US #4199 was issued the year after Ford died.  Click image to order. 

In the 1960s and 70s, the VOA carried some of the most important news of the day overseas, including Martin Luther King Jr.’s “I Have a Dream Speech” and the moon landing.  In 1976, President Gerald Ford awarded the VOA its charter with its mission “to broadcast accurate, balanced, and comprehensive news and information to an international audience.”

The VOA is still in operation today as part of the US Agency for Global Media.  It provides digital, TV, and radio content in more than 40 languages transmitted around the globe.

Click here to visit the VOA website.

Click here to see what else happened on This Day in History.

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  1. I bought a Grundig stereo radio/record player with short wave included. I heard the Voice of America often (this was back in the 70s). By that time instead of playing “The Battle Hymn of the Republic”, they played “Yankee Doodle” for an opening. The World Service of the BBC was really a good source of news and entertainment too. Now these stations have websites, and you get news that normally you wouldn’t hear. For instance Radio Free Asia, if you interested in what is going on there as we all should be.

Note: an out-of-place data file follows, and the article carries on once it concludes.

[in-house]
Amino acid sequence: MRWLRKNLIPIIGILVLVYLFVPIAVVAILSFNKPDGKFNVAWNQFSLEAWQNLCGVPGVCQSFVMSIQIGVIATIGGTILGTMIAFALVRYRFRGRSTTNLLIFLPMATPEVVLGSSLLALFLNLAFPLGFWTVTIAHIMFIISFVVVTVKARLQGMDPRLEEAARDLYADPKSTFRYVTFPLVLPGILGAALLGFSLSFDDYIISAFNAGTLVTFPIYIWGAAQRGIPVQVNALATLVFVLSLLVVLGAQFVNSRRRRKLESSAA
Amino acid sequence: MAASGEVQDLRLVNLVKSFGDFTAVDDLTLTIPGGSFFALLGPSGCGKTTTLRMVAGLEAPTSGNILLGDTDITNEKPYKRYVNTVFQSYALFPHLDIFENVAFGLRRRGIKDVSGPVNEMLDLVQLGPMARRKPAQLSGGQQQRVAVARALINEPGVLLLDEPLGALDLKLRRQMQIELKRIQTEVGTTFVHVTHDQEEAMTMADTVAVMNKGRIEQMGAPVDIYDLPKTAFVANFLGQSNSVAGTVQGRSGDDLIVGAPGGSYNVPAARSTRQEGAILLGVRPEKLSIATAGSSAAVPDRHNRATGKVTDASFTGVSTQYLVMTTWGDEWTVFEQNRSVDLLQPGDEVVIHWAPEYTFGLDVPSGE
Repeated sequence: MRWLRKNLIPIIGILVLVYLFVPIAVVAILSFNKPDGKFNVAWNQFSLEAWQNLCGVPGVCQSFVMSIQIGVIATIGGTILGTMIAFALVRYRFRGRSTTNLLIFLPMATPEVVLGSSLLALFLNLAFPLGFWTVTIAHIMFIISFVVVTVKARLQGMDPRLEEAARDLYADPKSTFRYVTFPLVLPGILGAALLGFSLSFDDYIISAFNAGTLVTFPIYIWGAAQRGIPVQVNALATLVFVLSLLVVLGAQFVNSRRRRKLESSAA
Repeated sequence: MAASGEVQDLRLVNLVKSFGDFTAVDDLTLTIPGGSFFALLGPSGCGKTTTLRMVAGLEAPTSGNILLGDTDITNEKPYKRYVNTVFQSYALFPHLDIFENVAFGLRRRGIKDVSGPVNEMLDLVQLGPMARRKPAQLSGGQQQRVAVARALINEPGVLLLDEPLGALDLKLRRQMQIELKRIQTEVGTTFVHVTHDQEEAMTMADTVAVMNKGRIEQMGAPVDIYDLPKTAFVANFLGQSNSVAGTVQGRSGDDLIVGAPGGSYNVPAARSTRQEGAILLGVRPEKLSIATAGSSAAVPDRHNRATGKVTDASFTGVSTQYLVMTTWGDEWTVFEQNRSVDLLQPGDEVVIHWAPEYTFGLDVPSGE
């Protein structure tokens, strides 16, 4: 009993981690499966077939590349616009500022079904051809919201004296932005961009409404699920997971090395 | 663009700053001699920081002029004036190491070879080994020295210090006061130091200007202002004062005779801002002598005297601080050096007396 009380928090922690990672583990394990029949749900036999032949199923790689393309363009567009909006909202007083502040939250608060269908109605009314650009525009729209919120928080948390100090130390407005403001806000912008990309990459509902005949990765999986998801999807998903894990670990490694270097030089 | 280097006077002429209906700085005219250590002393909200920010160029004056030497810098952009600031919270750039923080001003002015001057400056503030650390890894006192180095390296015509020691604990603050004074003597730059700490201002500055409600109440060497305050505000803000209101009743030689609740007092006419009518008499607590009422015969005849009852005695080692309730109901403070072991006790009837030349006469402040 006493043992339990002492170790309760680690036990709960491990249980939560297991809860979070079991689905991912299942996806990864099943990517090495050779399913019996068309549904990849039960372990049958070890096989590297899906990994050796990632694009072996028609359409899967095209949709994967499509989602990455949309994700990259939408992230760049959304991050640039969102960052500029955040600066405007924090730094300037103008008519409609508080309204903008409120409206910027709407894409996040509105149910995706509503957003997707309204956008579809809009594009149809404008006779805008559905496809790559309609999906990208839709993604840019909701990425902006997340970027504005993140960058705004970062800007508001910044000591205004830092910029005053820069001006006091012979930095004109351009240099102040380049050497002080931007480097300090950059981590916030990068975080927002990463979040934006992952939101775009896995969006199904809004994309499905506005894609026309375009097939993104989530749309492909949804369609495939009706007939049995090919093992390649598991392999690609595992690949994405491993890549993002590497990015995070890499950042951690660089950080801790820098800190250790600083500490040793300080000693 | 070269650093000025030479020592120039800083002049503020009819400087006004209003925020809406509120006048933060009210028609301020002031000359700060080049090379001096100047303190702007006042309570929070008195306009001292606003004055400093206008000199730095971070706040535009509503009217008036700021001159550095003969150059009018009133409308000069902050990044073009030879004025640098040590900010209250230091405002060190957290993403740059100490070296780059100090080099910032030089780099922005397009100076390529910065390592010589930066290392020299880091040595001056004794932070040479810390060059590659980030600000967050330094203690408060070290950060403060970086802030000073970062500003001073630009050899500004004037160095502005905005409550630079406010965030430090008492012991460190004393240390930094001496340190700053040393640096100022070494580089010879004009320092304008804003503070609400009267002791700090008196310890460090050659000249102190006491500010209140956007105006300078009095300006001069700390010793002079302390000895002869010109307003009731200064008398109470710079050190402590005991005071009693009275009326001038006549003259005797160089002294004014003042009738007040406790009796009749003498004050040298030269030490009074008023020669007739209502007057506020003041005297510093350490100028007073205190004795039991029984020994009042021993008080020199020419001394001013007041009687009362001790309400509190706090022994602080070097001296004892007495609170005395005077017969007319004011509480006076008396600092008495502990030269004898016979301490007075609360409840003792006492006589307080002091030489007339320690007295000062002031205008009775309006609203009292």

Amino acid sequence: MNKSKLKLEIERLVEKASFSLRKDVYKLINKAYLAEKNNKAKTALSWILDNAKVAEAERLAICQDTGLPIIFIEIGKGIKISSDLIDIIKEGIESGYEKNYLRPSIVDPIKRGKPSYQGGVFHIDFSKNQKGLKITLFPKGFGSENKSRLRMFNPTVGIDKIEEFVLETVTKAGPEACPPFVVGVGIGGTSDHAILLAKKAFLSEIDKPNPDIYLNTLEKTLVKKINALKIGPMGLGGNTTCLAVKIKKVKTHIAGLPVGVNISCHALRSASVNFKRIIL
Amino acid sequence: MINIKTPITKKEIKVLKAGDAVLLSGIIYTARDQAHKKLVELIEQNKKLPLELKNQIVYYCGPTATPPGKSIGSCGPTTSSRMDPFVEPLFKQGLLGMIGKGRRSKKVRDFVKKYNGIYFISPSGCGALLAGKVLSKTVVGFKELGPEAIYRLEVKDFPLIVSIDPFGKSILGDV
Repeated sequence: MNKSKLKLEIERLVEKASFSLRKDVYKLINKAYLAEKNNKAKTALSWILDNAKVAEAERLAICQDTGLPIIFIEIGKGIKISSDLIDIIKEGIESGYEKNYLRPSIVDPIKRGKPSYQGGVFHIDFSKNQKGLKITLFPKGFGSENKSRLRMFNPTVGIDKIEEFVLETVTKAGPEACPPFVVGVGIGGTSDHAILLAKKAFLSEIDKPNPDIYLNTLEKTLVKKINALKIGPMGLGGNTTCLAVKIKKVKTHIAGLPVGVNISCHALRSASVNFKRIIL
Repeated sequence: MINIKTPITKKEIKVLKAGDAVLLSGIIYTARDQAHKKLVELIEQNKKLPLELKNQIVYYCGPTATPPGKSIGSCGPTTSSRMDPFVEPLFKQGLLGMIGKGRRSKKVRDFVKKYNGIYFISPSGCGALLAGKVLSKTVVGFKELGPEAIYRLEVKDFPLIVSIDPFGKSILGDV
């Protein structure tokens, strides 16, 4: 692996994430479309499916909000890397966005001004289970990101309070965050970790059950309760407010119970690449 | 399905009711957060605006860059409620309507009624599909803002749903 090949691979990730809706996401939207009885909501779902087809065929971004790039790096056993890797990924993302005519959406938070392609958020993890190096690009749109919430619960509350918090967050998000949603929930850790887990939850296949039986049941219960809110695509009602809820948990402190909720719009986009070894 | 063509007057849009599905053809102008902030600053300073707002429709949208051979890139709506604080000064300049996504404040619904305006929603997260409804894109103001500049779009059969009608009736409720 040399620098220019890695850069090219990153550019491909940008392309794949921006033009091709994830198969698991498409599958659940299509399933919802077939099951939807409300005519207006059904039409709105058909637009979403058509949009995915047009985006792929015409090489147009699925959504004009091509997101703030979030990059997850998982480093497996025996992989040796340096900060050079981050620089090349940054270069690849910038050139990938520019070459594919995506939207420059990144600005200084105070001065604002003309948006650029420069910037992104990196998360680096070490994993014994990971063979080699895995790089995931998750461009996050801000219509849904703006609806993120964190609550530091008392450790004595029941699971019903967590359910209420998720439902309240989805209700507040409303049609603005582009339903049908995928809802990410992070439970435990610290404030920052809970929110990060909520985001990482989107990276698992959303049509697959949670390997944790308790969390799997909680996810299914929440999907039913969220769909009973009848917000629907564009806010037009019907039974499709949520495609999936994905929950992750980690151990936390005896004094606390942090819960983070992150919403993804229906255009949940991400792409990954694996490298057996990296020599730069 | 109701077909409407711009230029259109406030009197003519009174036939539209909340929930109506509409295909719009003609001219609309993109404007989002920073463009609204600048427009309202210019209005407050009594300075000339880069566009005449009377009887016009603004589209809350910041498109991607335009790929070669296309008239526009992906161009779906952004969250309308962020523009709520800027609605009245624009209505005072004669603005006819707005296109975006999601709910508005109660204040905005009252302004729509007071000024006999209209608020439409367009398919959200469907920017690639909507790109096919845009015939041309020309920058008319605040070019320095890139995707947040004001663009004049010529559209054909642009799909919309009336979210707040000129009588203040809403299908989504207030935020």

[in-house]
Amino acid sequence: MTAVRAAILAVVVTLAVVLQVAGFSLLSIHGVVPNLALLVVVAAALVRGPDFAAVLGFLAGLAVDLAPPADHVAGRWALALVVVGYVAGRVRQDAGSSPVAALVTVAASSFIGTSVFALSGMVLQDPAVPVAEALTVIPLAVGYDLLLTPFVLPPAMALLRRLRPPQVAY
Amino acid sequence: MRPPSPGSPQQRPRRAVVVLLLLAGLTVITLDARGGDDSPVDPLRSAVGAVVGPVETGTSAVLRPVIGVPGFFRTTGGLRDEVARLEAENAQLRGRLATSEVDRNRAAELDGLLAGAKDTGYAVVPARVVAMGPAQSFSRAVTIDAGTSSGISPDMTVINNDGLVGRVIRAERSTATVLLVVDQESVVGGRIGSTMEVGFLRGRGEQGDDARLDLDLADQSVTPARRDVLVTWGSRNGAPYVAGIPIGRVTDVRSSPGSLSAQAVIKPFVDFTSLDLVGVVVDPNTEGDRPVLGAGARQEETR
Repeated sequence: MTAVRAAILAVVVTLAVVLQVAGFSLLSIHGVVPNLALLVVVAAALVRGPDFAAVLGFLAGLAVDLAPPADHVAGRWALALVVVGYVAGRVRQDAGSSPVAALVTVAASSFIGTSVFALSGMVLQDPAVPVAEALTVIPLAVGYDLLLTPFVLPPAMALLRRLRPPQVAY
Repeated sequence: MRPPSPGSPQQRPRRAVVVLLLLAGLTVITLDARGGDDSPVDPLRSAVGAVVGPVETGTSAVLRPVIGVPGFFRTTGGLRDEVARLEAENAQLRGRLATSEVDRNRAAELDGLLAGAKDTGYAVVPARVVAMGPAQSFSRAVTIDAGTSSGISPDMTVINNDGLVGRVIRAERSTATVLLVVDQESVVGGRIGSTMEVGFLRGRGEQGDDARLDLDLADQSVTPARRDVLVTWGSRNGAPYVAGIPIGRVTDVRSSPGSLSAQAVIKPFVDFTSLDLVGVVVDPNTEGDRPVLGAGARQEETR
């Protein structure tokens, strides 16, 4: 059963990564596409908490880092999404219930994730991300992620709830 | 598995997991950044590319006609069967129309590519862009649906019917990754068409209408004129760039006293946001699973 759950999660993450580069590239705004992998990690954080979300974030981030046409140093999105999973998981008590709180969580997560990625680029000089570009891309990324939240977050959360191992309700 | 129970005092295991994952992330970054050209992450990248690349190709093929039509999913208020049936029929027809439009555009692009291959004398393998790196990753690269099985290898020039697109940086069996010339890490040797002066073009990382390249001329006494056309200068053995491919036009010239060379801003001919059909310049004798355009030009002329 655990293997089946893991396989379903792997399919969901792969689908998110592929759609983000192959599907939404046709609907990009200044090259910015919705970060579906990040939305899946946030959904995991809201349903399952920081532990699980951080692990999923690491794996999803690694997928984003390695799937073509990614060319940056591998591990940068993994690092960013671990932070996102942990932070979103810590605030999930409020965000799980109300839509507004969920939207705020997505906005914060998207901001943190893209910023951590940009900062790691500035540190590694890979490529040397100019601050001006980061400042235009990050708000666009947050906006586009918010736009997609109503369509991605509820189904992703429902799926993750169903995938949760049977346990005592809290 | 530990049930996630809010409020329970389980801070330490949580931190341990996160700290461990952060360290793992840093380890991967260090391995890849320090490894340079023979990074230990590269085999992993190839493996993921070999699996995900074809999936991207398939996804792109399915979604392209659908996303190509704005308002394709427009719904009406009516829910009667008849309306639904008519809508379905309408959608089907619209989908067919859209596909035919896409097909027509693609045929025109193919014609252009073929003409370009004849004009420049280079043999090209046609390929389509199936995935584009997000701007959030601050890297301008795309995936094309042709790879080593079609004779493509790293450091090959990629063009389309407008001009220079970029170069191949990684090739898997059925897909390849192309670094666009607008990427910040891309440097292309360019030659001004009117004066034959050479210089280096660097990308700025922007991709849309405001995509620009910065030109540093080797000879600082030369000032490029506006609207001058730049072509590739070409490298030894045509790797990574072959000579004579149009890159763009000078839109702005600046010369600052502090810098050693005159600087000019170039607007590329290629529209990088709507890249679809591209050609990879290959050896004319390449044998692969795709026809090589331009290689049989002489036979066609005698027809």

1. The VOA brought me memories during my long stay in Africa; along with the BBC, the VOA broadcasts news and commentaries as similar as PBS, always objective regardless who is or was president. The listeners are free to draw their own conclusions. Whenever there was a crises in my host country I draw heavily on the VOA to get the true facts! Thanks for bringing up the VOA, Mystic, which the overseas audience needs more than ever in this confusing world!

  2. A great story, brought back memories. I had the pleasure of touring VOA, Delano Calif. Aka Armed Forces Radio & Television Services back in late 60,s. I was in the control room with my wife when they signed on with Yankee Doodle.

    Either before or after, I can’t remember, they would start with Columbia, The Gem Of The Ocean.

    Jim, WB6RKH

  3. I remember the VOA playing: “Yankee Doodle” back when I used to listen to shortwave radio. Thank you, Steve for mentioning Grundig radio. I almost bought one, but I would have had three radios with shortwave capabilities. Currently I have three, with one being portable. The portable plus three, would have been four. I also made a map of the different countries of the world I received transmissions from. Some of the memorable places were, and may still be: South Africa, Taiwan-in Spanish, Hilversum, Holland, Radio Moscow, Havana, Cuba; to name a few. When we were in Cuba in the sixties, my parents would listen to the VOA for accurate political and international news, rather than the communist propaganda heard through the local stations. I believe they did so in secret, so that no one would know and possibly turn them in.